From ABC to XYZ: Understanding the XYZ Analysis

Buyers spend their days determining the optimal levels of inventory that should be bought at any given time, but it’s not always a straightforward process. Without the right tools at their disposal, it can be incredibly tedious and time-consuming, often leaving buyers to rely on guesswork to guide their inventory actions. Beyond the ABC analysis, which helps categorize items depending on their value and importance, there is another process that is critical in maintaining optimal inventory levels—the XYZ analysis. The XYZ analysis provides an additional layer of statistical analysis that is essential to optimizing inventory levels to prevent as many shortages as possible while also minimizing the amount of inventory being carried.

What is an XYZ analysis?

An XYZ stock analysis is the complement to an ABC analysis, and adds a layer of statistical review that shows the standard deviation of usage. Other names for this analysis include Runners, Repeaters, or Strangers (RRS). The goal of this analysis is to understand which parts have steady usage and which parts have unpredictable demand so companies can make the best inventory decisions, successfully manage their shortages, and accurately determine order policies.

Using variations in demand, the XYZ model classifies goods as one of three categories:

  • X Items: X items have very little demand variation. Demand can be reliably forecasted because it does not change as often or as drastically compared to other items. 
  • Y Items: Y items have fluctuating demand. The demand is typically due to a known or predictable cause, such as specific seasons, holidays, or changes in economic factors.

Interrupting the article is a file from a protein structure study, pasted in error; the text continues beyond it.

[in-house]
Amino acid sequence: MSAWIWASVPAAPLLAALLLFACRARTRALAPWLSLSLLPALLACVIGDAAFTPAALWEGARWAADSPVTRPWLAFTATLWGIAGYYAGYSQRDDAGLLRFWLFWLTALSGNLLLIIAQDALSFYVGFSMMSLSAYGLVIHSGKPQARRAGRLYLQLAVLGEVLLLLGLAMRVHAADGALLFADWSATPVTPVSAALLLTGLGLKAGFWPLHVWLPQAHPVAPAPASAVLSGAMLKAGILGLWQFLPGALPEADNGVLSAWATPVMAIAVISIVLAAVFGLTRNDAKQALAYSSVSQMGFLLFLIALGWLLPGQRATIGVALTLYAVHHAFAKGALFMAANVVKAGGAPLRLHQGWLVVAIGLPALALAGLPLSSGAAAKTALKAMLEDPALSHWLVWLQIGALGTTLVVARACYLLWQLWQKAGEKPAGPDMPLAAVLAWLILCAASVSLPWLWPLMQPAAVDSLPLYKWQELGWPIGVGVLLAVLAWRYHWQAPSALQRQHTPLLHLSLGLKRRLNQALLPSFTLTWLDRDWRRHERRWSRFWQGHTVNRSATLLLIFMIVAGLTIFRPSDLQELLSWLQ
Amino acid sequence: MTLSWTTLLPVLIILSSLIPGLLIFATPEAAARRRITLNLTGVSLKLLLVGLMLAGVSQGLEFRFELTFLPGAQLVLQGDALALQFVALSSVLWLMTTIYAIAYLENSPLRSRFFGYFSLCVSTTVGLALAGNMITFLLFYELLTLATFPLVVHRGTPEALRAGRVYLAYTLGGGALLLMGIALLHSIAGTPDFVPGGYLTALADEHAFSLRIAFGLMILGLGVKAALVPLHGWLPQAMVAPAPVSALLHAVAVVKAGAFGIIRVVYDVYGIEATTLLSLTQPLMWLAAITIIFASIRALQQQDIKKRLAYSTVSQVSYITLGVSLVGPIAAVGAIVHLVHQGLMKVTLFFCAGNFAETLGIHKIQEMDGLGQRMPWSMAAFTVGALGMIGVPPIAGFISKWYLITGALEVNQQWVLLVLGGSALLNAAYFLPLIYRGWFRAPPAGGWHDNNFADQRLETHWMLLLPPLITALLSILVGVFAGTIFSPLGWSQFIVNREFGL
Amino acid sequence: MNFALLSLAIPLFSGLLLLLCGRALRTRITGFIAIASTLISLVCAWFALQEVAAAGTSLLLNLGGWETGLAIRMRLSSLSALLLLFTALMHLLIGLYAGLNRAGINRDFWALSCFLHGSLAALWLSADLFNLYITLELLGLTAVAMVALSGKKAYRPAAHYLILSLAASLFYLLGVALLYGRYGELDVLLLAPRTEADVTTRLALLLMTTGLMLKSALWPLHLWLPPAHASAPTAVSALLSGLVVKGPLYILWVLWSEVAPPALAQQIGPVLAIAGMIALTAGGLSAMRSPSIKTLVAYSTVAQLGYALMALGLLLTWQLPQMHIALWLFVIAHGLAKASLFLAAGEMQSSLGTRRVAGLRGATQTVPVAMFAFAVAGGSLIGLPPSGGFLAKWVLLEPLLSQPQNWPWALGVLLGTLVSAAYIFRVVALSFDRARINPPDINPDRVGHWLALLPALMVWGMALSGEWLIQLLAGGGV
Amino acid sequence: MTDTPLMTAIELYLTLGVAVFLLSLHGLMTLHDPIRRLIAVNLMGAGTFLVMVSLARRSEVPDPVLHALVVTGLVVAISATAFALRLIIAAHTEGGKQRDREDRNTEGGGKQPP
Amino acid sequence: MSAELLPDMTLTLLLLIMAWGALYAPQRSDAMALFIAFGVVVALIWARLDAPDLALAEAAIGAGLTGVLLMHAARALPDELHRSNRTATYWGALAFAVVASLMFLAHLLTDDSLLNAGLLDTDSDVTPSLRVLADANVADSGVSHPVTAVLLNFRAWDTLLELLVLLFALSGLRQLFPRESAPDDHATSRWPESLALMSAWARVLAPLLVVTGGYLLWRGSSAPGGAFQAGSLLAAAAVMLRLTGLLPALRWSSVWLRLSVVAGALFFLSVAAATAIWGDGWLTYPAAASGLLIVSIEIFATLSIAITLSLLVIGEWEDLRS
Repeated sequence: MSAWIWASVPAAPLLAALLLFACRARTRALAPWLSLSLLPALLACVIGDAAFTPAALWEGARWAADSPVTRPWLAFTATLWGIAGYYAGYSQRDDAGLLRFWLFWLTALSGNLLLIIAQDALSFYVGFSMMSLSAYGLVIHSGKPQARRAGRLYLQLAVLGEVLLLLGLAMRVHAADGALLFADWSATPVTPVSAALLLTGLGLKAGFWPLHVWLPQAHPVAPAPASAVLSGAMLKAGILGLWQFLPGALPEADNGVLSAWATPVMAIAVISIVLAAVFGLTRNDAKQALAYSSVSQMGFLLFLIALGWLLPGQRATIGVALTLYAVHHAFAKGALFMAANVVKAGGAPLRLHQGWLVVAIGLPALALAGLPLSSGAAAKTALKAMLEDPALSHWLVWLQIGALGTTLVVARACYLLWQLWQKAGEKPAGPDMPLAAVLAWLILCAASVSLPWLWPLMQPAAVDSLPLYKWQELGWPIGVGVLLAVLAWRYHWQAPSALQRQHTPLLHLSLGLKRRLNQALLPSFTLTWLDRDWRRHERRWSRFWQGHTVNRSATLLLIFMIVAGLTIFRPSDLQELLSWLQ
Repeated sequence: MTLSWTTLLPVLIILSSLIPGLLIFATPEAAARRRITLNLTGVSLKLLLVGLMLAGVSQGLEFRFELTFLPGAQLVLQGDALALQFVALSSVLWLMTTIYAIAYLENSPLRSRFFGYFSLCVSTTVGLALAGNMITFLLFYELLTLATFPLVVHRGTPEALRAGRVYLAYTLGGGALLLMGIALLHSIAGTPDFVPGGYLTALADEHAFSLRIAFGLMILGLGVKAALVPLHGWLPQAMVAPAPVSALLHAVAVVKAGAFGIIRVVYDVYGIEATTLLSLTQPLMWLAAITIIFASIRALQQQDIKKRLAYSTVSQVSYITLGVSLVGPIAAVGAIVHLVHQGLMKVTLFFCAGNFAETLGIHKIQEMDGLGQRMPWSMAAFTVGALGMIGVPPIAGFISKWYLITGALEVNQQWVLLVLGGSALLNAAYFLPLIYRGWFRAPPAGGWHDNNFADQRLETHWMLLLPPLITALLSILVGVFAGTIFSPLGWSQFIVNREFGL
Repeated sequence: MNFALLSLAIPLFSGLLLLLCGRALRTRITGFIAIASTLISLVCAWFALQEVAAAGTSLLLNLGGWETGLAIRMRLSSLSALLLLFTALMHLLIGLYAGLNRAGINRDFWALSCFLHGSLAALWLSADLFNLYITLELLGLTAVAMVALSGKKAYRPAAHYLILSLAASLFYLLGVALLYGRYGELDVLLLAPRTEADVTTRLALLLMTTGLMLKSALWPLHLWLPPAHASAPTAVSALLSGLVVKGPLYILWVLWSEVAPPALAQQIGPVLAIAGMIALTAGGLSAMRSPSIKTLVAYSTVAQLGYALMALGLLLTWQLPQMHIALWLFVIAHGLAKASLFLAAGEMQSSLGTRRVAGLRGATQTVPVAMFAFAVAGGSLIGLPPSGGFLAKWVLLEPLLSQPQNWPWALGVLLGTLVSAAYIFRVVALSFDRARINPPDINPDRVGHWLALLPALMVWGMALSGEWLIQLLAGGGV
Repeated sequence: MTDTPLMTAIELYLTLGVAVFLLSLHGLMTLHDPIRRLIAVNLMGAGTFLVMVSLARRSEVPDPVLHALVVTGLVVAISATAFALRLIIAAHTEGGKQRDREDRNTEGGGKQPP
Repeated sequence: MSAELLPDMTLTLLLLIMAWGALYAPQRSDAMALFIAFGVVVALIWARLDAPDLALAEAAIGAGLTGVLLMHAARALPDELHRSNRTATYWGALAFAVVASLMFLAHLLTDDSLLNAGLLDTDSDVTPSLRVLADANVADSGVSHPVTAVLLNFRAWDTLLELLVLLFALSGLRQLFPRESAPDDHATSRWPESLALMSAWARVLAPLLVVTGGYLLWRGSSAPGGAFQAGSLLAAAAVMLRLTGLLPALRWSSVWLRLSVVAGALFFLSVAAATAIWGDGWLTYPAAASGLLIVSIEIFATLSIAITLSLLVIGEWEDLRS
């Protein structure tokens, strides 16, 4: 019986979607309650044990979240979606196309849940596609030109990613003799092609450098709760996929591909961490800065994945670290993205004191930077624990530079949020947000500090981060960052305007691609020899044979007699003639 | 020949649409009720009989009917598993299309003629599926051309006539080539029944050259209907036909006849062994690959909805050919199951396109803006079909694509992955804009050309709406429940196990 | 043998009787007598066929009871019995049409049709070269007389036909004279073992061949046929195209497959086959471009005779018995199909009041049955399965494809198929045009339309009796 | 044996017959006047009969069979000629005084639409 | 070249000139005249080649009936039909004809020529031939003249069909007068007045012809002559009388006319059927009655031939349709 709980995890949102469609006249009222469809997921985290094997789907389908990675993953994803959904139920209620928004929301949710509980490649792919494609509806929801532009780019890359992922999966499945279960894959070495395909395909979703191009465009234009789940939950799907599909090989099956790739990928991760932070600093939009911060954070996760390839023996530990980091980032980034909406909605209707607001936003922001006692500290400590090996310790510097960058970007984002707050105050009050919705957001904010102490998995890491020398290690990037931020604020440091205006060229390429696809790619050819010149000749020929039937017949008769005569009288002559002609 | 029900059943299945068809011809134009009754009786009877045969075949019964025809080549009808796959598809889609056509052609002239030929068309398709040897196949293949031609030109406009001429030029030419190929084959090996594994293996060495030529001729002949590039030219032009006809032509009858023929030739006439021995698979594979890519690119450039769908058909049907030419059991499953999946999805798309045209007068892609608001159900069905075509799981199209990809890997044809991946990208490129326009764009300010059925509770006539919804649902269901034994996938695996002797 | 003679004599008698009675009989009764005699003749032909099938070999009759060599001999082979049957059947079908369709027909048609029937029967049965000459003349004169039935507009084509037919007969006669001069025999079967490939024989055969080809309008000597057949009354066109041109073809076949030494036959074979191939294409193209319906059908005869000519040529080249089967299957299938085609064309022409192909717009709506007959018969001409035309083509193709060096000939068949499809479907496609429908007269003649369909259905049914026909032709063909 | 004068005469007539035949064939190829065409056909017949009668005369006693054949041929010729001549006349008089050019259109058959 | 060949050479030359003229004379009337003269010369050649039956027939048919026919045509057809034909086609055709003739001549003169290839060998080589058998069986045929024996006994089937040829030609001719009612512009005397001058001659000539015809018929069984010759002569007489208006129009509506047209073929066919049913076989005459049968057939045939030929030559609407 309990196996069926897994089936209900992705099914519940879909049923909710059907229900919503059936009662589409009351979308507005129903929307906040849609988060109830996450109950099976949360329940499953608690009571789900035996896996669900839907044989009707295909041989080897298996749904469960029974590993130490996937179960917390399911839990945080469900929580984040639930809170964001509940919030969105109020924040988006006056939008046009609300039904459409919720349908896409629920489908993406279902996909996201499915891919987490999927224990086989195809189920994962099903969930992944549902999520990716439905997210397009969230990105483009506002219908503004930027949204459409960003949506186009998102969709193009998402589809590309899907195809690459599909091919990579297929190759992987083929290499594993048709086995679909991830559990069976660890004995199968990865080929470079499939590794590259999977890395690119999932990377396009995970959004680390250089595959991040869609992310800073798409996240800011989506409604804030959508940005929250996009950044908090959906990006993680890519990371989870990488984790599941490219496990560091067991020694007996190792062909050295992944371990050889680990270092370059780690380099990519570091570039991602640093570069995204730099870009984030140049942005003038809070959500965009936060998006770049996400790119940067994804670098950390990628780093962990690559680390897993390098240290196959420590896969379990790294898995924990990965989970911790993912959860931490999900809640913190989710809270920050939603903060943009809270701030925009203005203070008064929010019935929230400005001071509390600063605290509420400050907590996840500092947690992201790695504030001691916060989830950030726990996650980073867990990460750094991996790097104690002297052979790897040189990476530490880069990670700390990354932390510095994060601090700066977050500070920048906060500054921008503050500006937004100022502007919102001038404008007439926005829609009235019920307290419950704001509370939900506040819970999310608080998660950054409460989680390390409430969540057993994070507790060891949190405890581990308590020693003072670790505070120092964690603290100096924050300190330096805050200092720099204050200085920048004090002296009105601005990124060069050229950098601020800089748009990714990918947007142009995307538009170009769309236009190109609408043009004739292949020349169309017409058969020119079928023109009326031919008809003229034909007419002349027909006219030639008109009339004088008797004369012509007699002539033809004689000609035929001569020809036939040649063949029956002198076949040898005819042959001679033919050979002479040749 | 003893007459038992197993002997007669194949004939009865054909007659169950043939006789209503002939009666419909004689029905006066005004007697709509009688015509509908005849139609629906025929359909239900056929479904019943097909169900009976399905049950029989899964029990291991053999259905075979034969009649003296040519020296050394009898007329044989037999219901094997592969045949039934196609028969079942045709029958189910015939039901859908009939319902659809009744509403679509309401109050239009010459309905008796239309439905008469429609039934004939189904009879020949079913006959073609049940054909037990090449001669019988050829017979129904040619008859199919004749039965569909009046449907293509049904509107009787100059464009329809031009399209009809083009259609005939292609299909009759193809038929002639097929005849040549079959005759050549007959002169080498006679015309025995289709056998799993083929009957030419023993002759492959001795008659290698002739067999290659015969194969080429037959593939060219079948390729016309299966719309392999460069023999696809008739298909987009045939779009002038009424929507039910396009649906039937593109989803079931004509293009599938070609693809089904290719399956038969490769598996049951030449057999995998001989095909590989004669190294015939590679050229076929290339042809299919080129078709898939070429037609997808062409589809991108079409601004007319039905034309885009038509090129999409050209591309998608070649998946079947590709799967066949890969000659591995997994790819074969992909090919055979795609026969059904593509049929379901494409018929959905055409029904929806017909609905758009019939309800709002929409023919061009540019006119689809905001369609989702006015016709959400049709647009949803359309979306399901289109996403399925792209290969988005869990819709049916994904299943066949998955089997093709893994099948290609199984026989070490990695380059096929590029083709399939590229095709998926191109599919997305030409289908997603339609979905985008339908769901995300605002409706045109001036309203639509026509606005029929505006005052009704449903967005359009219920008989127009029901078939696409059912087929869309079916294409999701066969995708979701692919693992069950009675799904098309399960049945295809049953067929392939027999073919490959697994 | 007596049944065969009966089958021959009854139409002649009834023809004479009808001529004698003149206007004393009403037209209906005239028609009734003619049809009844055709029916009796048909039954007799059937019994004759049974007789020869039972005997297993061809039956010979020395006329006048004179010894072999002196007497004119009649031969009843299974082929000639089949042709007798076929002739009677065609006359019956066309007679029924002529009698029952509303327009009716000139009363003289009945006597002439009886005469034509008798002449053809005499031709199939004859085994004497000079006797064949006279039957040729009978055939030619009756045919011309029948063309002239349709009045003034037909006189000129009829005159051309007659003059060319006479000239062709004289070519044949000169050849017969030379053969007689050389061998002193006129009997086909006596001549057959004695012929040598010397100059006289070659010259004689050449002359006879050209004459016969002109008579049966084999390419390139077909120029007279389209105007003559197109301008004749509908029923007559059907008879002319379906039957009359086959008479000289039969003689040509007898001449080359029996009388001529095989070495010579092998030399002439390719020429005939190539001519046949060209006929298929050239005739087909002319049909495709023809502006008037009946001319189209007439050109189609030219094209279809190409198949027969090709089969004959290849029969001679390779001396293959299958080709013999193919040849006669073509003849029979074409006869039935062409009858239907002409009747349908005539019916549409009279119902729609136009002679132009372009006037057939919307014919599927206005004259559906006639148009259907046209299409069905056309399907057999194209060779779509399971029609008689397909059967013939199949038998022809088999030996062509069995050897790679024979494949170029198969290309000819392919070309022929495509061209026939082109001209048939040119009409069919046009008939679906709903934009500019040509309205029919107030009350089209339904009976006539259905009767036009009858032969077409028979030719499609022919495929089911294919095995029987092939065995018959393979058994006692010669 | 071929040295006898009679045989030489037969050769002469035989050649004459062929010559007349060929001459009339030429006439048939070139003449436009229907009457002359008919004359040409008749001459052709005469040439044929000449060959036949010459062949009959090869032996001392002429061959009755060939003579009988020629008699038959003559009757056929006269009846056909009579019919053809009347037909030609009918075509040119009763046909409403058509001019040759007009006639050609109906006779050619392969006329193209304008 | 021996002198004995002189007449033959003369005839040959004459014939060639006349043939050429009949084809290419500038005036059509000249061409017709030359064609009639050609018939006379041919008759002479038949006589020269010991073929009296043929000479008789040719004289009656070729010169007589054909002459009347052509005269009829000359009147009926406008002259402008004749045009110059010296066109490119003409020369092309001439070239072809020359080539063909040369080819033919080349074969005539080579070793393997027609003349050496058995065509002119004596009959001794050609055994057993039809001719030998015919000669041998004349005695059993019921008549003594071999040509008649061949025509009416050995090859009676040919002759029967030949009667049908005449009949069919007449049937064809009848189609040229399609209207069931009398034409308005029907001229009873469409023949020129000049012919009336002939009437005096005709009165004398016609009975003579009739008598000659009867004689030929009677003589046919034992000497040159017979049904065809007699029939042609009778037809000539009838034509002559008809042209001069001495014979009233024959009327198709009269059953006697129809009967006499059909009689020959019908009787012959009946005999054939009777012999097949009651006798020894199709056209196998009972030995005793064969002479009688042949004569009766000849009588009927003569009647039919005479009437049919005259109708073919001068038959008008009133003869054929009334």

• Z Items: Z items have the highest demand variations. These variations are sporadic and unpredictable, caused by unknown factors or unusually strong changes in demand.  

Based on these classifications, companies can use the demand forecast and XYZ material classification to determine optimal order schedules. X items should be ordered the most often—with low demand variation, buyers should be able to forecast demand accurately and place orders as often as daily. Y items should be ordered less frequently, keeping seasonal and other expected variations in mind. Lastly, Z items should be ordered the least frequently, as their demand levels are irregular and often unpredictable. 

The output of these decisions will provide the factory with an optimized level of inventory; not too much working capital or carrying costs are tied up in the X parts at once since they are used consistently, while enough is invested in the Y and Z parts so that stocking out will be minimized. 

How do you calculate the variability of demand for a product or inventory item?

Demand variability is typically calculated by finding the average demand for a product over a certain period of time—this could be weeks, months, etc.—and then finding the difference between the demand at each data point and the average. Once this has been determined, each difference is squared and the average of the squared deviations is found. By then taking the square root of the average, it is possible to quantify the demand variability to be used in the analysis.